Grassley, Klobuchar highlight bipartisan efforts to address drug pricing


Photo by Katherine Kealey/ Iowa State Daily

Iowa’s senior Republican Sen. Chuck Grassley at the Iowa Cattle Industry Headquarters in Ames, Iowa.

Republican Sen. Chuck Grassley and Democratic Sen. Amy Klobuchar highlighted legislation aimed at lowering drug prices and heard from Kathy Anderson, a resident of LeClaire, Iowa, who said she had had to pay $377 per month to pay for medication for her eye disease after retiring in 2019.

According to Senate documents, the Biosimilars Act aims to prohibit drug companies and biological product manufacturers from compensating generic drug companies and biosimilar and interchangeable product manufacturers to delay their entry into the market.

The Stop Significant and Time-wasting Abuse Limiting Legitimate Innovation of New Generics Act, also referred to as the Stop STALLING Act, aims to deter the filing of sham citizen petitions. according to Senate documents. The petitions serve as a means for individuals or organizations to request the FDA to change their health policy, but they are often used often used by pharmaceutical companies to delay the entry of generic drugs into the market.

According to the FDA, generics are copies of brand-name drugs that are made after the original patent has expired are identical to the original drug in terms of active ingredients, dosage, route of administration, safety and effectiveness. Biosimilars are copies of biologic drugs that are similar, but not identical to the original drug, but must demonstrate that they are no clinically meaningful differences between the biosimilar and the reference product in terms of the safety, purity and potency of the product.

Anderson said before she and her husband retired, she used to pay $45 for her monthly supply of eye medication.

“This topic of drug costs became really a driving interest for me when I suffered from a persistent gastrointestinal infection called [Clostridioides difficile],” Anderson said. “The medication that finally put this disease in remission costs $2,410 or 20 days.”

Anderson said the price had to be negotiated down for her to be able to afford it.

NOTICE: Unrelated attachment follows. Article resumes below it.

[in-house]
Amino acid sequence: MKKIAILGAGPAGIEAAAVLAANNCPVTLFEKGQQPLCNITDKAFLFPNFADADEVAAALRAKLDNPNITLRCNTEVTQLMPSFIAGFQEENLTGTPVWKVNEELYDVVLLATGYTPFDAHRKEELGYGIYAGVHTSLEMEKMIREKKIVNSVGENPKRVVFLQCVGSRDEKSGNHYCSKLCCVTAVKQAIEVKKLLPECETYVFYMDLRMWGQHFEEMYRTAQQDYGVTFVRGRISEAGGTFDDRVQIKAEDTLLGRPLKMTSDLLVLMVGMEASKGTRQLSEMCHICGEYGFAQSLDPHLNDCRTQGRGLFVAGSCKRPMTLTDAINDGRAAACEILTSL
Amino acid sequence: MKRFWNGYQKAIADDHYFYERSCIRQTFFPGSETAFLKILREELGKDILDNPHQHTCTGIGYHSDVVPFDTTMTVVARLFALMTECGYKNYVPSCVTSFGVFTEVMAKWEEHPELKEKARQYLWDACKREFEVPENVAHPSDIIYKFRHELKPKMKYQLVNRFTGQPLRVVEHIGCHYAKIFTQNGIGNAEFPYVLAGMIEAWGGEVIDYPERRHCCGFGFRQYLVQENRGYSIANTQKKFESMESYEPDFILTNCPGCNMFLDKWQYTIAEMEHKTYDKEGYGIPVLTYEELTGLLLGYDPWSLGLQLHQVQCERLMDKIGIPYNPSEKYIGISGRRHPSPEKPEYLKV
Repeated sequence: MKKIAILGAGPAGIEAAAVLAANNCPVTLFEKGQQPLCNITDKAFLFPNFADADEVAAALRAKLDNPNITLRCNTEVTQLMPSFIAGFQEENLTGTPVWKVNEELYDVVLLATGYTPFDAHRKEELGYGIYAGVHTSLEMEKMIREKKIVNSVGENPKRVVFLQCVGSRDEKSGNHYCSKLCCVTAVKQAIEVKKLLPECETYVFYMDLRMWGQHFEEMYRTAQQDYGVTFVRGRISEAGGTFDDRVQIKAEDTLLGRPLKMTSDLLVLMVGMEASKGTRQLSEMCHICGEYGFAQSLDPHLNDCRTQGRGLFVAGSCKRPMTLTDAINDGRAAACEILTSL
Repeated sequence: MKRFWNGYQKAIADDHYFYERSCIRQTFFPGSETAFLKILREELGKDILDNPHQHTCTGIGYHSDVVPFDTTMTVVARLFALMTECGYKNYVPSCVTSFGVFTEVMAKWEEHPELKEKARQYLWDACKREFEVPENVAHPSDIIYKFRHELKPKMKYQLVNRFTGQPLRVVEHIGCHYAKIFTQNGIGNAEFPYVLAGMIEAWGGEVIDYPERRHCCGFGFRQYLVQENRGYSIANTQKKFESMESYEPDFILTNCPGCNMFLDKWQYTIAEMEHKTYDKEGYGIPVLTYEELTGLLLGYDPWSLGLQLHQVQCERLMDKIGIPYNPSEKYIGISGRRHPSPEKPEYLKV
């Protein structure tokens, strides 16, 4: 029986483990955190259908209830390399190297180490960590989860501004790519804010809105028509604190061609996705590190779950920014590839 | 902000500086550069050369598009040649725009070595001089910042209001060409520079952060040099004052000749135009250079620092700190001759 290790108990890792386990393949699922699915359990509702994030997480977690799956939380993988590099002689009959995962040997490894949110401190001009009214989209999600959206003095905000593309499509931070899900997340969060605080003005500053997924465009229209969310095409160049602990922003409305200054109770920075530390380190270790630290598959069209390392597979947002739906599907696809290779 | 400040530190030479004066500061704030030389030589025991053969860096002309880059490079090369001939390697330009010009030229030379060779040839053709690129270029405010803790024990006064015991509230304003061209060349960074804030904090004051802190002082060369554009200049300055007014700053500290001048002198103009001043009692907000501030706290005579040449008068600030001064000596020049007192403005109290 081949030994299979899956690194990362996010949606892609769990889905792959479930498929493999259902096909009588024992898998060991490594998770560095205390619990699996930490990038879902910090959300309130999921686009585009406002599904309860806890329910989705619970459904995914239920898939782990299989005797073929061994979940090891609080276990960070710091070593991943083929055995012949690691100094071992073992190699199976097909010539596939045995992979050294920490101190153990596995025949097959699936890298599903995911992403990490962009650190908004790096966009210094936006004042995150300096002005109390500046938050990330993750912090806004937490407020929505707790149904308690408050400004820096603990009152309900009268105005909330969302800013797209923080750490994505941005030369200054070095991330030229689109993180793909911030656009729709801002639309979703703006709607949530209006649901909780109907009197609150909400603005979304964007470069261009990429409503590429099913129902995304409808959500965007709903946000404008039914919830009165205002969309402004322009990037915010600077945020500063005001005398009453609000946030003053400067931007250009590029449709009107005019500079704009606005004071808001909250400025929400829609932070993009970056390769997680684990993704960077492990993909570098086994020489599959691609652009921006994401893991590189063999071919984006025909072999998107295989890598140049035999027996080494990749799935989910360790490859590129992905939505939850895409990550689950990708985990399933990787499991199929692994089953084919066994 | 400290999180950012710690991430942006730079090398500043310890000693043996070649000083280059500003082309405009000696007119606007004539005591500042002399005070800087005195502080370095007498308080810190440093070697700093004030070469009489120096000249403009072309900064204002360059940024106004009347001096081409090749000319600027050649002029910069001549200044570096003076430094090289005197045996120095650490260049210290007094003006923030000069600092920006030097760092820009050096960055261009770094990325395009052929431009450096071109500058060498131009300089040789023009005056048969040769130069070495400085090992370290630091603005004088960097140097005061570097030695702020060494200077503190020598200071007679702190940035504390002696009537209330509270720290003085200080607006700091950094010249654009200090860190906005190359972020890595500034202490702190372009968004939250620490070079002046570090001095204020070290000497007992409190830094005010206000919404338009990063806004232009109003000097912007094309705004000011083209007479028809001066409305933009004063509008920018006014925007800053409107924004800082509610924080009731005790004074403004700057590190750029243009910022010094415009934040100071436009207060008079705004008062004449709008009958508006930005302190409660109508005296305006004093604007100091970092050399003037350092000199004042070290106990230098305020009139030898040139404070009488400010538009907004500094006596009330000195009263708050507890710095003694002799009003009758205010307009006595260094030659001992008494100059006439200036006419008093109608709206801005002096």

“My gastroenterologist had to barter with the insurance company to get approval, and even without that approval, my husband and I would have found a way to pay for it– I was that sick,” Anderson said.

Grassley highlighted the bipartisanship fostered by the bill.

“These bills were part of a tranche of proposals that I’ve already said were unanimously approved by the judiciary committee,” Grassley said. “Congress needs to finish the job so these bills can help consumers.”

Klobuchar said the Congressional Budget Office calculated that both bills would end up saving Americans $730 million.

“I know that the pharmaceutical companies, as Chuck Grassley knows, they’re working hard to halt our progress, but we have gotten the year off to a really good start,” Klobuchar said. “I think this is the earliest we passed the bills out of committee, giving us a full two years to push them through.”

Jessica Intermill, a resident of Minneapolis, a small business owner, wife and mother, shared how she has been impacted by drug costs while she was pregnant.

“Specialist after specialist told me I was fine. I just had to deliver it, was just a hard pregnancy, but I knew better, and I kept looking for answers,” Intermill said. “When I was seven months pregnant, I saw my first rheumatologist. By then, my disease was so bad, that he took one look from across the room and diagnosed me with rheumatoid arthritis.”

Intermill said she pays roughly $4,400 per month for her arthritis medication.

“That’s $50,000 per year, every year, and I have to find a way to pay that obscene price because if I don’t, my disease will eat holes in my organs,” Intermill said. “My pain will skyrocket, and I can’t be the citizen, the small business owner, the volunteer that my community depends on. I can’t be the wife and the mom that my family deserves. I have to pay the drug companies ransom. I have no choice.”

Grassley said with the bills being pushed into the session so soon, Congress will have plenty of time to get the bipartisan bill signed.

“We’ve got another 22 months to get these bills passed, so we got more time, and hopefully we don’t have to wait 22 months to get them passed,” Grassley said.

Klobuchar echoed sentiments similar to Grassley.

“We can have all kinds of trouble we can make when every bill comes up because ours went through committee first,” Klobuchar said. “Good trouble, I mean.”